June 2014

Soil, schmoil… what do we need to know about soil?

Marla Mertz, Marion County Conservation, and Linette Bernard, Feathers & Ink

Iowa and much of the Corn Belt is known for deep, productive soil. Although often taken for granted (particularly by those who are not directly dependent), soil will always play a role in our lives. Soil is what we dig in as children, plant our gardens in, and where the vast majority of the world’s foodstuff is grown.

The soil we have took millions of years of action and addition of organic matter to be what we have today – deep, black, humus-rich topsoil. The humus is the key ingredient, made from decaying plants and animals, which allow our soil to hold water like a sponge and nutrients like the cupboard shelf!

Try this: Take the family outside your house and help your children look for signs of where the water flows when it rains. Ask them to predict where the water goes. Take pictures of any signs of erosion in and around your yard. During the next rain shower, go outside again to verify or disprove the family's predictions about where the water flows. Brainstorm about ways to minimize erosion on your property. Explore with your family where the water goes downstream and if there is a relationship between the water drainage on your property and where water drains in your neighborhood or community. Discuss the term 'watershed' (the area that drains into a particular river or lake).

      • USGS Streamer Map -- You can trace a stream upstream or downstream! A great visual tool that shows a watershed.

The topsoil is the uppermost layer of the soil. If you could dig down DEEP you could see the topsoil, subsoil, and the parent material. Soil scientists call this the soil profile. Each layer may be inches thick or feet thick. Knowing the soil profile is important to farmers and builders as some layers of soil are impermeable to roots and water. Some soil layers can be unstable and others too shallow. All soil grows from the bottom parent material. The soil profile is a record of what has happened to the soil in that area. (Graphic at right courtesy Iowa Conservation Education Coalition.)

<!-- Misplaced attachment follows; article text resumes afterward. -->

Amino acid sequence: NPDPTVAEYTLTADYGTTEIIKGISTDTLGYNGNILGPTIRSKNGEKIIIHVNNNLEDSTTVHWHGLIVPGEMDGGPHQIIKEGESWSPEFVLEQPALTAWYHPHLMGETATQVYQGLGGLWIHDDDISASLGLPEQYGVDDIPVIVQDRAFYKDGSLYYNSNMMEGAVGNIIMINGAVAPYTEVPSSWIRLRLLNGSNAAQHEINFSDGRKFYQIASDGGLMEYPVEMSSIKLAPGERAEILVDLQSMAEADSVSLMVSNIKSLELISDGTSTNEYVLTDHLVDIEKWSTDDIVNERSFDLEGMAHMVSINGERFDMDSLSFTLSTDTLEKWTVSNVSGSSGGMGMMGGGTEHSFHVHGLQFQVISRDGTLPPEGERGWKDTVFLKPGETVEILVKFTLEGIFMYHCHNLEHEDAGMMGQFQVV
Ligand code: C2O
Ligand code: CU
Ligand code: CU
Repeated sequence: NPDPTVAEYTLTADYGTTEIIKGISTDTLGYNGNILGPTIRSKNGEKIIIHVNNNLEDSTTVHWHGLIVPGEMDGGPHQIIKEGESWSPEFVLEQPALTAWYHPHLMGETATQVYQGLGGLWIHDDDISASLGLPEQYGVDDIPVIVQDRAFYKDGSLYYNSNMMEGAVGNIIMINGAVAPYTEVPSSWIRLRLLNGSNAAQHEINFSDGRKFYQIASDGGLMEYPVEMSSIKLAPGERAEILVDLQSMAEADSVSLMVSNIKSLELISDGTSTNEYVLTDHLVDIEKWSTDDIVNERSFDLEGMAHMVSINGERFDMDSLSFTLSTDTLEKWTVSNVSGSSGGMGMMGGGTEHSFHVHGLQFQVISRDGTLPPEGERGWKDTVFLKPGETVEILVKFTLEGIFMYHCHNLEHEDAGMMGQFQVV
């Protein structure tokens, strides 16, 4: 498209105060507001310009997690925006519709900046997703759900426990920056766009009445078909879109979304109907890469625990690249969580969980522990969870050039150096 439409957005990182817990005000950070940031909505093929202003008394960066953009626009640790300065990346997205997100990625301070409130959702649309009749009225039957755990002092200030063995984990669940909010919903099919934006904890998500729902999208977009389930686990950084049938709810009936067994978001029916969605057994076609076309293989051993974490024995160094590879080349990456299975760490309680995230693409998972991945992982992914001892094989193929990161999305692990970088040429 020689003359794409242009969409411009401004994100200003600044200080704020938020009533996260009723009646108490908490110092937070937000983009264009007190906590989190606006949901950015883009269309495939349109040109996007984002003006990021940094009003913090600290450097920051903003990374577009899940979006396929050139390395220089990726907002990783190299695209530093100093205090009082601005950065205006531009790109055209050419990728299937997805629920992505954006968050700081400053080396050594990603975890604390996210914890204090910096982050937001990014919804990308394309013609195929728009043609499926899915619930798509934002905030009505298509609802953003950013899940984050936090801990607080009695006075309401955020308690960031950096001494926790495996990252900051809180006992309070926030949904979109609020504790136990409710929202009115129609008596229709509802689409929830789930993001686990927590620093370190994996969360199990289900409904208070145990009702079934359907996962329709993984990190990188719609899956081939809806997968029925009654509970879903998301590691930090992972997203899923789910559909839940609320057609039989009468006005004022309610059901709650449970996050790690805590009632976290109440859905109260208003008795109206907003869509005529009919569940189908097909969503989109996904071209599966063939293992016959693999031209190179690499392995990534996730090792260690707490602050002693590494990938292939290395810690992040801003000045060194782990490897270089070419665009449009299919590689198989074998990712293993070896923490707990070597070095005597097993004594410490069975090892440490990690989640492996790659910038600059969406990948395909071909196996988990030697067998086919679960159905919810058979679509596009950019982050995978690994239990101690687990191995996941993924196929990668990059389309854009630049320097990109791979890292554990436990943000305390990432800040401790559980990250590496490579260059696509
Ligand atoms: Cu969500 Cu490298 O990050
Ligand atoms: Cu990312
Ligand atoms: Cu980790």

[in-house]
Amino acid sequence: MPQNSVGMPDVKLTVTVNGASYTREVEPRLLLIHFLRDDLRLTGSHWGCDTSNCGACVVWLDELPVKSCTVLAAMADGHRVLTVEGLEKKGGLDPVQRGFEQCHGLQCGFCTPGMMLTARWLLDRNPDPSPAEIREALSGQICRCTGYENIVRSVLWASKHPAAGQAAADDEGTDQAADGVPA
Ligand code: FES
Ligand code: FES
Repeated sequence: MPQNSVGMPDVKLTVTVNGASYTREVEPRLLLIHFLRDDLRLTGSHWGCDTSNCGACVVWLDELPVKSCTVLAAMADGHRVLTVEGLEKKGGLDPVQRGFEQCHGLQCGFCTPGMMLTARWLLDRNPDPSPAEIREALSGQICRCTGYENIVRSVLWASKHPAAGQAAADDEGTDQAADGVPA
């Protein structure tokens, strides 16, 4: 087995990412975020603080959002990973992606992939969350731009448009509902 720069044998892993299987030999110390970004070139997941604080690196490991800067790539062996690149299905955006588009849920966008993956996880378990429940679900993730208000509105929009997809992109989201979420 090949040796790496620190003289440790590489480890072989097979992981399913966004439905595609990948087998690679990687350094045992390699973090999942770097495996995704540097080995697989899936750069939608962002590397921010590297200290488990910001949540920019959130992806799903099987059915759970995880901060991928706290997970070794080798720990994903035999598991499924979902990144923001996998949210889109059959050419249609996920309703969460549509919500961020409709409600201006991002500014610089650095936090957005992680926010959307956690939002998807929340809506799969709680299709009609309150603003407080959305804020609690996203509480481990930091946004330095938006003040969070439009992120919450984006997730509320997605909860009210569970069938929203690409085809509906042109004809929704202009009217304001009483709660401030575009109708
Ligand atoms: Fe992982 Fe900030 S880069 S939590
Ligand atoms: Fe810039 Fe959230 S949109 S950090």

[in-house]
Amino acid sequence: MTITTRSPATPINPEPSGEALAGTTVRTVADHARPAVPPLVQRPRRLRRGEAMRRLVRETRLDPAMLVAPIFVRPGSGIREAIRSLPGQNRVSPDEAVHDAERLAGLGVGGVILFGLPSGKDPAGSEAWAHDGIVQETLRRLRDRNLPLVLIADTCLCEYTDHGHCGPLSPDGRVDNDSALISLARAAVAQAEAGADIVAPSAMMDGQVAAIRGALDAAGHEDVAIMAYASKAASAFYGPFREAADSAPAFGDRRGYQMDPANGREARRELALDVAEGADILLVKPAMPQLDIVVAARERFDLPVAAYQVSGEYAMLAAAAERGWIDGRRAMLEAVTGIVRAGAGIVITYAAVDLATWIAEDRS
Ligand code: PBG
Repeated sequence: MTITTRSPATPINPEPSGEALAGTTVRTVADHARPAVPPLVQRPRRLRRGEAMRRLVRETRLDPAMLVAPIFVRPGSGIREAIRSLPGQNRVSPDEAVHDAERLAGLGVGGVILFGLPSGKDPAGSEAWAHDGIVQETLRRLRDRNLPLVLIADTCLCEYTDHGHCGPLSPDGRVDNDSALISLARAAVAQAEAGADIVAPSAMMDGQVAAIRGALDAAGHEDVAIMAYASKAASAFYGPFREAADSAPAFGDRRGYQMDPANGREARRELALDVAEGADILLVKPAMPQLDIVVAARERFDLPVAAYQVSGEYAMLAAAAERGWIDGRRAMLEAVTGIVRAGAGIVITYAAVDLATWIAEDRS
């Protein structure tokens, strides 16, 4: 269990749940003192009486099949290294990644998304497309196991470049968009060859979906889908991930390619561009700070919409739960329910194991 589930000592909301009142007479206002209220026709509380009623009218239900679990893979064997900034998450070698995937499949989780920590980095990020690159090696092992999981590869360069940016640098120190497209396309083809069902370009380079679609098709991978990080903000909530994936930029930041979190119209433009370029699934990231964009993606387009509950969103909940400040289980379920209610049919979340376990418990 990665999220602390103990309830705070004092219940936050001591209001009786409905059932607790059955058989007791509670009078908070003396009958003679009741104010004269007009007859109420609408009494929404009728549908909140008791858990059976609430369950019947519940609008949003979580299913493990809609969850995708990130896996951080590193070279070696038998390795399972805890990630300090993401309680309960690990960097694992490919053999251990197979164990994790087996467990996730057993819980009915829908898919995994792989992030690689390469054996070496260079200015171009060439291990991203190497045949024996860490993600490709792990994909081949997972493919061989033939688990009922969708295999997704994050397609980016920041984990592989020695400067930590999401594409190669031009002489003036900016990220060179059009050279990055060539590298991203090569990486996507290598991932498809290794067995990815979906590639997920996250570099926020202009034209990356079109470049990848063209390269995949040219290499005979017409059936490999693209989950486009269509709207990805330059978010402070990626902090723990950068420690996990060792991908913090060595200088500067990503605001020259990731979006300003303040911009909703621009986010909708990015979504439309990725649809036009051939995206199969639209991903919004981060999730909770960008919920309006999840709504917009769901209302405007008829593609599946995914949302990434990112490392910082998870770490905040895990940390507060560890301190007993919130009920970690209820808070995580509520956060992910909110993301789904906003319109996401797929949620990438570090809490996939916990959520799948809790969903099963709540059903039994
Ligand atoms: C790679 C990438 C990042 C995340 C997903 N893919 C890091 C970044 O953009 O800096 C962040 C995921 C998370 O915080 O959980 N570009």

• Topsoil is the top layer where life is most abundant. You’ll find plant roots, bacteria, fungi, and small animals.

    • Subsoil has fewer living organisms that topsoil and is generally harder when dry and stickier when wet that soil above (topsoil) or below (parent material).

    • Parent material has even less living organisms that the two layers above and gets the name because its rock material is the same as most of the soil above it.

Try this: Collect soil samples in jars or bags from several different areas like a garden, a field, the woods, an empty lot, near water. Mark each sample as you collect! Gather a quart jar for each sample. When several samples are collected, spread out each sample separately on a sheet of newsprint. Crush any large lumps and remove large rocks, stick, and trash. For each sample, fill a quart jar about 1/4 full and add water until the jar is 3/4 full. Put one tablespoon of alum in each jar, put the lid on tight, mark the sample on the jar, and shake for several minutes. Let the jars stand. Predict what might happen. You will start to see the larger, course particles settle to the bottom, the finer particles of silt, clay, and loam will form the next layer, and floating on the top of the water will be the organic matter (dead leaves, twigs, stems, and parts of plants and animals). The more organic matter in the sample, the richer the soil. Talk about how long it took the samples to settle out. Why did some samples take longer to settle out? Which sample had the most organic matter? Can anything be done to improve the sample with the least organic matter?